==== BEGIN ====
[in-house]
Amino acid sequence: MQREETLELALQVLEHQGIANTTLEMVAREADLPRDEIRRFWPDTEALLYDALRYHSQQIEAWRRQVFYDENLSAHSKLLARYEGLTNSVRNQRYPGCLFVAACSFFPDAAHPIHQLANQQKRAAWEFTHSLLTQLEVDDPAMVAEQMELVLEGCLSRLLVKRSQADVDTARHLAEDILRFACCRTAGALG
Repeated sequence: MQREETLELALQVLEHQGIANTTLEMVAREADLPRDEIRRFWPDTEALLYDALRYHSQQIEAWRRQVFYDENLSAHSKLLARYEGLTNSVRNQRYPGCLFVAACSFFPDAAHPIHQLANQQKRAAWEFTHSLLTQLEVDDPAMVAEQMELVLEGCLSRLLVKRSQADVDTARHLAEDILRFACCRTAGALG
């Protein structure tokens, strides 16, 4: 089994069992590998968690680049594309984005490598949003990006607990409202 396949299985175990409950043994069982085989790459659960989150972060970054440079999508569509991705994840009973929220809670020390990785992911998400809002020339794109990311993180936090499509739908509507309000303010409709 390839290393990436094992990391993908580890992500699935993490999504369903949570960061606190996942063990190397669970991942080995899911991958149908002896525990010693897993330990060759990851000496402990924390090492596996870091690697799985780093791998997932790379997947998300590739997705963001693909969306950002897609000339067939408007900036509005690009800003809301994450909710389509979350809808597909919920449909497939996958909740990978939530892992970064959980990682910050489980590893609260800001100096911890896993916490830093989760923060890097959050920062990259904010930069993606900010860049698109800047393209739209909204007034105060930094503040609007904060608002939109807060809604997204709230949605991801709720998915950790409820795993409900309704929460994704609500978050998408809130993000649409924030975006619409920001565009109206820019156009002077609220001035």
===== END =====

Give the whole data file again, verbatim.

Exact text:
[in-house]
Amino acid sequence: MQREETLELALQVLEHQGIANTTLEMVAREADLPRDEIRRFWPDTEALLYDALRYHSQQIEAWRRQVFYDENLSAHSKLLARYEGLTNSVRNQRYPGCLFVAACSFFPDAAHPIHQLANQQKRAAWEFTHSLLTQLEVDDPAMVAEQMELVLEGCLSRLLVKRSQADVDTARHLAEDILRFACCRTAGALG
Repeated sequence: MQREETLELALQVLEHQGIANTTLEMVAREADLPRDEIRRFWPDTEALLYDALRYHSQQIEAWRRQVFYDENLSAHSKLLARYEGLTNSVRNQRYPGCLFVAACSFFPDAAHPIHQLANQQKRAAWEFTHSLLTQLEVDDPAMVAEQMELVLEGCLSRLLVKRSQADVDTARHLAEDILRFACCRTAGALG
């Protein structure tokens, strides 16, 4: 089994069992590998968690680049594309984005490598949003990006607990409202 396949299985175990409950043994069982085989790459659960989150972060970054440079999508569509991705994840009973929220809670020390990785992911998400809002020339794109990311993180936090499509739908509507309000303010409709 390839290393990436094992990391993908580890992500699935993490999504369903949570960061606190996942063990190397669970991942080995899911991958149908002896525990010693897993330990060759990851000496402990924390090492596996870091690697799985780093791998997932790379997947998300590739997705963001693909969306950002897609000339067939408007900036509005690009800003809301994450909710389509979350809808597909919920449909497939996958909740990978939530892992970064959980990682910050489980590893609260800001100096911890896993916490830093989760923060890097959050920062990259904010930069993606900010860049698109800047393209739209909204007034105060930094503040609007904060608002939109807060809604997204709230949605991801709720998915950790409820795993409900309704929460994704609500978050998408809130993000649409924030975006619409920001565009109206820019156009002077609220001035």